The Department strongly encourages undergraduates to pursue independent research. In addition to the high value placed on research by medical and graduate school admissions committees, an undergraduate research experience serves to consolidate all your Genetics training into a single keystone experience.
The easiest way to get research experience is to take GENE 4960R (and continue in GENE 4970R and GENE 4980R). Students who complete these three courses in research under a single faculty mentor fulfill the major lab requirement. Students may also pursue a thesis (GENE 4990R).
You shouldn't wait until your senior year to start in a lab—faculty are generally most enthusiastic about a student who spends several semesters (even years!) in the lab. Those longer-term research experiences will be particularly beneficial as your faculty mentor will be especially committed to your training and further education. Some faculty are happy to mentor you for a single semester, while others prefer a longer commitment. A great way to start a research project is to begin during the summer and continue through the fall.
How do you become involved in undergraduate genetics research?
The easiest way is to contact a faculty member whose work interests you (see a summary of all our faculty research interests). Look at individual faculty web sites; for those who look especially interesting, you might read a few of their recent papers. Contact the faculty member by e-mail and ask if that professor is interested in having an undergraduate doing research in the lab. If so, arrange to meet with the faculty member to discuss the possibilities. It is best to try to line up a meeting in the semester prior to the one in which you want to get started.
Applications for Research Course Approval
You must obtain the permission of the Department to sign up for all research courses, even if you sign up for genetics research in another department. Here are the forms you will need to get that permission:
Research Course Forms:
If your research is with a Genetics or adjunct Genetics faculty member, use this form:
If your research is with a faculty member outside of the Department of Genetics use this form:
Guidelines for Research Course Reports
Students must complete a written report describing the semester’s research activities in order to fulfill the requirements for a research course. Here are guidelines for the written report, as well as a rubric that faculty mentors should use to assess the final report.
Report Grading Rubric (download this file and complete it using Acrobat)
Katelyn Chandler Memorial Undergraduate Research Award
The purpose of the Katelyn Chandler Memorial Award is to provide research funds to an outstanding undergraduate student working on the genetics of natural populations.
From the Chandler Family:
"The Chandler Family established this fund to honor Katelyn Chandler and her love for learning. Katelyn was a very intelligent, creative, adventurous and caring young lady. She had a passion for genetics and research. She would always say 'I’m going to solve it Mom' and her mother would respond, 'Go out and be your brilliant self.' This fund will help deserving students become their brilliant selves."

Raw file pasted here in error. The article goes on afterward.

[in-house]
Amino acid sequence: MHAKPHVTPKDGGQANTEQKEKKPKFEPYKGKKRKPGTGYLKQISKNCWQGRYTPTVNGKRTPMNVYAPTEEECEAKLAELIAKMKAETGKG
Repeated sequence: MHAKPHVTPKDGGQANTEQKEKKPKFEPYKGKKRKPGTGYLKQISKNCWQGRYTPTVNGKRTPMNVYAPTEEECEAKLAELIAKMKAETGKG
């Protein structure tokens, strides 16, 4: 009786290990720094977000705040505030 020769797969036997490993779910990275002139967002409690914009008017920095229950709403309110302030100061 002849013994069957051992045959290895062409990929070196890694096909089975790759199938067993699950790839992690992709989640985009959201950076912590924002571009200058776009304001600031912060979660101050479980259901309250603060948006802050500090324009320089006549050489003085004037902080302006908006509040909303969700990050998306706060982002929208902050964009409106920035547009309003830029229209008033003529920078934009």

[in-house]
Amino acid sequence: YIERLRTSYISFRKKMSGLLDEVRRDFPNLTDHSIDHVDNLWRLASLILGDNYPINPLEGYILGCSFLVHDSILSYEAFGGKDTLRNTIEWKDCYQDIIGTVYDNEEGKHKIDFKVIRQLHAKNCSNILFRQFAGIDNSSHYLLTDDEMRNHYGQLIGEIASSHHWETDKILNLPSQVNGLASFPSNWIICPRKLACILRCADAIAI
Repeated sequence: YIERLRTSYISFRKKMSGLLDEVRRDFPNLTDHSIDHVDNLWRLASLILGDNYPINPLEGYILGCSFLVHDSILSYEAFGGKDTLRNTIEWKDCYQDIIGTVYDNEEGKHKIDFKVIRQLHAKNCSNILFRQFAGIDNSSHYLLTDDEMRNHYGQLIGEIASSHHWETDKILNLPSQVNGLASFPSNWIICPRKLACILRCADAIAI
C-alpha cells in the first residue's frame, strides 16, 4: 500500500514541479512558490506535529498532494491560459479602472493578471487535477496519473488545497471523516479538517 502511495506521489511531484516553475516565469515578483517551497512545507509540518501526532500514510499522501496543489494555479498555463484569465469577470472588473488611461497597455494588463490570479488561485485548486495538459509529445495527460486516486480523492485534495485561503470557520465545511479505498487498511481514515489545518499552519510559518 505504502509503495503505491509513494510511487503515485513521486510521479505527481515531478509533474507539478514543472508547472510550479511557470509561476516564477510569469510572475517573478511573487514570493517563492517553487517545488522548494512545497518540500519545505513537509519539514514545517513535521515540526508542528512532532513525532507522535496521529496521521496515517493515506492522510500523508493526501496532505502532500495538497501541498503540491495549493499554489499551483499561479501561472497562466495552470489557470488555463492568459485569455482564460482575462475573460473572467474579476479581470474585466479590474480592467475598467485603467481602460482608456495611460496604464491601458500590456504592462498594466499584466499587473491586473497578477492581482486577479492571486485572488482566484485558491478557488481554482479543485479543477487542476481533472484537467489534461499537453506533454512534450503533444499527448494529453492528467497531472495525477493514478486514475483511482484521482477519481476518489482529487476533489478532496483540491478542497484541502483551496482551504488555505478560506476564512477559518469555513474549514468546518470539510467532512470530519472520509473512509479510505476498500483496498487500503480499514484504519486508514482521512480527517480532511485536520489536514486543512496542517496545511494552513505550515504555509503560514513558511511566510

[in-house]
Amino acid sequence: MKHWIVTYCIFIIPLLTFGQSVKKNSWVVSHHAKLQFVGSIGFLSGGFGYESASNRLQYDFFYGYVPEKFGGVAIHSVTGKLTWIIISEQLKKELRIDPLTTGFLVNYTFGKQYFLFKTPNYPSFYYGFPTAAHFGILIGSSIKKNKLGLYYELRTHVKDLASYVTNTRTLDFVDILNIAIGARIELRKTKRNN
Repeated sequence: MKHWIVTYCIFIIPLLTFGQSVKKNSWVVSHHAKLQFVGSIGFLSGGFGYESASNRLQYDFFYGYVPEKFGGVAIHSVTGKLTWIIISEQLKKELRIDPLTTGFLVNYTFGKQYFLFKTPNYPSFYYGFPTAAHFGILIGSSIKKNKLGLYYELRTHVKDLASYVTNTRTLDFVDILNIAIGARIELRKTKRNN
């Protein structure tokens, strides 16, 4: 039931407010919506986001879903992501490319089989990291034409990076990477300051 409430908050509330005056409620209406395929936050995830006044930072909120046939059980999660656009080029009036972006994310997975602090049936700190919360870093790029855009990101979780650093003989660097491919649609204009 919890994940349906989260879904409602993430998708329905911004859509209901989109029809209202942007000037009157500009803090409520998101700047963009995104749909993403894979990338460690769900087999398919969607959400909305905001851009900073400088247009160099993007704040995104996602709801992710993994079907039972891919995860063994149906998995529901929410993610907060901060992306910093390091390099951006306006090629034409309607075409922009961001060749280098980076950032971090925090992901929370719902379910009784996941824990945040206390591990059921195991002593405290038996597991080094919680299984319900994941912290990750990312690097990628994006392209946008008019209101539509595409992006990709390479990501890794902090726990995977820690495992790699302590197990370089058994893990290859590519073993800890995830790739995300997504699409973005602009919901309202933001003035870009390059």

Applications are solicited twice a year, in the spring and fall.
Students may choose to complete a 3 semester research experience by writing a thesis. Writing a thesis is the ultimate way of bringing together all you have learned in research into a single synthetic product. Any student interested in writing a thesis should consult with the research mentor about whether a thesis is an appropriate pathway. At minimum, a thesis will require 2 semesters of additional research beyond GENE 4960R (GENE 4970R and 4980R). Some faculty may have additional requirements for students who wish to complete the thesis.
Students wishing to register for GENE 4990R, or any thesis course counting for Genetics, must obtain permission for the Department of Genetics to do so. Here is the form:
The grading rubric for the thesis can be found here. (download this file and complete it using Acrobat)
Thesis Writing Guidelines
Any student wishing to complete a thesis is encouraged to contact Dr. Jonathan Eggenschwiler (firstname.lastname@example.org). Dr. Eggenschwiler can help you at all stages of the thesis, including deciding if writing a thesis is the right choice for you and with all the mechanics of preparing your thesis.
The final format of your thesis is determined solely in consultation with your faculty thesis adviser. Dr. Eggenschwiler has prepared the following guidelines for preparing a thesis in Genetics. These are only guidelines, not requirements.
When turning in your thesis, you may create your own cover sheet or use the signed one provided here:
If you create your own, you must still have the appropriate signatures listed on your sheet.